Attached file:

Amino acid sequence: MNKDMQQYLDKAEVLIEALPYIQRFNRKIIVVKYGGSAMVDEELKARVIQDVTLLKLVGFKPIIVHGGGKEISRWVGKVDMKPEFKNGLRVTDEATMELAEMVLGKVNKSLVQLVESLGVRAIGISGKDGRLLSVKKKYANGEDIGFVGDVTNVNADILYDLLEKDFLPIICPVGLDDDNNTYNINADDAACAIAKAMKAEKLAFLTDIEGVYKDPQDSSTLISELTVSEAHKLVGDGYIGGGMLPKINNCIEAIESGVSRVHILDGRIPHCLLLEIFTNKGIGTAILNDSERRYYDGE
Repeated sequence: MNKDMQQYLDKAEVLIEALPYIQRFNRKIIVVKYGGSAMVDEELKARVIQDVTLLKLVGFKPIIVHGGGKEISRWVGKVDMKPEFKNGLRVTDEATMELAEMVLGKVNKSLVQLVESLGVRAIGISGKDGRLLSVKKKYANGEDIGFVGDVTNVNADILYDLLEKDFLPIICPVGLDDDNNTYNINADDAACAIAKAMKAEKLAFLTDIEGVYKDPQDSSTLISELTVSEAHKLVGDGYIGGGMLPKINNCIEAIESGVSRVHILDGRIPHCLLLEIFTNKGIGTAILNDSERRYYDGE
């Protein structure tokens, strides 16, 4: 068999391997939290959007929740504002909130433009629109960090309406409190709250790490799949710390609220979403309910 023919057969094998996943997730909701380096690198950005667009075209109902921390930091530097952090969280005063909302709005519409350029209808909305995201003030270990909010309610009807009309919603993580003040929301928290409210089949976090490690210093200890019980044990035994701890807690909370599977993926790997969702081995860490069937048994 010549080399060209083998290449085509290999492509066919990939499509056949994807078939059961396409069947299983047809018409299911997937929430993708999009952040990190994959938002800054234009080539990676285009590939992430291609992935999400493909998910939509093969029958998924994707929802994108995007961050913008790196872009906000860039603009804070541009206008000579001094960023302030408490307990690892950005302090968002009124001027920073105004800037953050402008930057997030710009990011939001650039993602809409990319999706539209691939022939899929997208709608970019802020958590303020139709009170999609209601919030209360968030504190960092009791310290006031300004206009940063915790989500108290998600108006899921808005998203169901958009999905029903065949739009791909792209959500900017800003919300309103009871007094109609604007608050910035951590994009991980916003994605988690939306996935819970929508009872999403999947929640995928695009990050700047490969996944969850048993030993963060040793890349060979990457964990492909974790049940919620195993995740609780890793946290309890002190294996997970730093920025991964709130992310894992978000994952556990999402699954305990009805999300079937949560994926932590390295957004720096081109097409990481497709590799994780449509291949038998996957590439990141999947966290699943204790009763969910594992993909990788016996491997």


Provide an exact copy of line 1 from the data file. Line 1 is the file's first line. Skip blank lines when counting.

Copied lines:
Amino acid sequence: MNKDMQQYLDKAEVLIEALPYIQRFNRKIIVVKYGGSAMVDEELKARVIQDVTLLKLVGFKPIIVHGGGKEISRWVGKVDMKPEFKNGLRVTDEATMELAEMVLGKVNKSLVQLVESLGVRAIGISGKDGRLLSVKKKYANGEDIGFVGDVTNVNADILYDLLEKDFLPIICPVGLDDDNNTYNINADDAACAIAKAMKAEKLAFLTDIEGVYKDPQDSSTLISELTVSEAHKLVGDGYIGGGMLPKINNCIEAIESGVSRVHILDGRIPHCLLLEIFTNKGIGTAILNDSERRYYDGE